I don't always (or maybe even often) agree with FCC Commissioner Michael Copps, but he deserves a lot of credit for continuing to espouse the cause of Sunshine Act reform. According to TR Daily's report, he did it again yesterday at his confirmation hearing before the Senate Commerce Committee when he urged changes in the act so that more than two commissioners would actually be able to talk to each other. After all, if you are going to establish a multi-member agency in the first place, you want it to function in a collegial manner. Senator Stevens, the Commerce Committee's chairman, reported responded that the Sunshine Act is "stupid" and said, "We're going to change that."
Cheers for Commissioner Copps and Stevens. They are on to something important.
Over a decade ago, I chaired a committee that proposed a modest reform of the Sunshine Act that would allow some private meetings among commissioners as long as a summary of the meetings were appropriately memorialized in the public record. I proposed that Congress at least authorize agencies to experiment with a change like this for some period of time so that the results could be assessed.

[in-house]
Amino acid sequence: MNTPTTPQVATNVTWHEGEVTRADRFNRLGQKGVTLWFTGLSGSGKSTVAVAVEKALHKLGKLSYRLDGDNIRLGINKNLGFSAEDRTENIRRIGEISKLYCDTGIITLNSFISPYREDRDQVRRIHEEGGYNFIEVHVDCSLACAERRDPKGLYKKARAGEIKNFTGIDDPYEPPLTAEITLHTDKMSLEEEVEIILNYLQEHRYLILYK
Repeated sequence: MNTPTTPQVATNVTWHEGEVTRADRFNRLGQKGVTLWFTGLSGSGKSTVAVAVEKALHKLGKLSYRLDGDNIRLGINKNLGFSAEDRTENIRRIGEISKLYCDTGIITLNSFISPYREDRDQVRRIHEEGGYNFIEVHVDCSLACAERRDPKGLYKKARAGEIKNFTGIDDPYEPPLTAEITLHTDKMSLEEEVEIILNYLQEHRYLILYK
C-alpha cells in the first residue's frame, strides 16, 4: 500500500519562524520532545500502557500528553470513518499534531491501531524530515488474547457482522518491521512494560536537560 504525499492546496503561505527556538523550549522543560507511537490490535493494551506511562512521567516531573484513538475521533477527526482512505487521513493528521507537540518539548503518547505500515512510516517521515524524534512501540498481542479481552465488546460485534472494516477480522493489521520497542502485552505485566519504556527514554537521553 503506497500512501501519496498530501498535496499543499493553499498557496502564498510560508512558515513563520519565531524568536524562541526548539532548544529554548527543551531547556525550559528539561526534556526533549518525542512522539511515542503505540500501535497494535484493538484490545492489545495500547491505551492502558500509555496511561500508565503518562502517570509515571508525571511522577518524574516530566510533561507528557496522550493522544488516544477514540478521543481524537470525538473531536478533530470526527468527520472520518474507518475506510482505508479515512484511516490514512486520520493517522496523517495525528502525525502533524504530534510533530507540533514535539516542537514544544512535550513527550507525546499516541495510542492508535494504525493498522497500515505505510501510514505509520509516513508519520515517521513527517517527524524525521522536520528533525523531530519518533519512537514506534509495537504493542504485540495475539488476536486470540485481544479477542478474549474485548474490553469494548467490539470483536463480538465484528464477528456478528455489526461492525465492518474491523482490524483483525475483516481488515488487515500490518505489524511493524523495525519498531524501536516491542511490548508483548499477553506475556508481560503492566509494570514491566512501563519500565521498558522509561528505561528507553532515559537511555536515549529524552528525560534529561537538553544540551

So here's a proposal: Without even modifying the act as it applies to all agencies (if that is too difficult to do politically or for other reasons), Congress should authorize the FCC to experiment with relaxed Sunshine Act restrictions, say, for a period of three years and provide Congress with an assessment of how the changes have affected the agency's decisionmaking process and the public's access to information. Of course, all other interested parties will be able to make their views known as well. Unless Congress took further action, the experimental authority would sunset. (I know: Sunset/Sunshine--it all makes so much sense.)
You can find the committee's report and my accompanying explanation of why reform is needed and what form it might take in the Administrative Law Review.